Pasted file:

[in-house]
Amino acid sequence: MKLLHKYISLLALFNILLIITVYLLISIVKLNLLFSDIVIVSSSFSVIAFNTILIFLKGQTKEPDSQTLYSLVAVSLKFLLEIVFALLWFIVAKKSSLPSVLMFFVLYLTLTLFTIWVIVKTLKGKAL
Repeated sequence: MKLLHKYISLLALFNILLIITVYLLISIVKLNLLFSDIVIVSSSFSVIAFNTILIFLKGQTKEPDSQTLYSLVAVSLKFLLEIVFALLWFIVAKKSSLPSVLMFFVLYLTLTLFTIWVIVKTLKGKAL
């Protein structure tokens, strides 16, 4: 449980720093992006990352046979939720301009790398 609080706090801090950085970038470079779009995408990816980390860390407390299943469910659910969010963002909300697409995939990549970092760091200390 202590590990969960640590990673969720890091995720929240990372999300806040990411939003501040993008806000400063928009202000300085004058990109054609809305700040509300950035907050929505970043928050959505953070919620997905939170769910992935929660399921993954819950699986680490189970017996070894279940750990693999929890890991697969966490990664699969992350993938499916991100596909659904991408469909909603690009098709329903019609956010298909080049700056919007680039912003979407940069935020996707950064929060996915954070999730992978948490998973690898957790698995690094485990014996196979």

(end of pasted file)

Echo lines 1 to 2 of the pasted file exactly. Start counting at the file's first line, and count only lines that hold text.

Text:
[in-house]
Amino acid sequence: MKLLHKYISLLALFNILLIITVYLLISIVKLNLLFSDIVIVSSSFSVIAFNTILIFLKGQTKEPDSQTLYSLVAVSLKFLLEIVFALLWFIVAKKSSLPSVLMFFVLYLTLTLFTIWVIVKTLKGKAL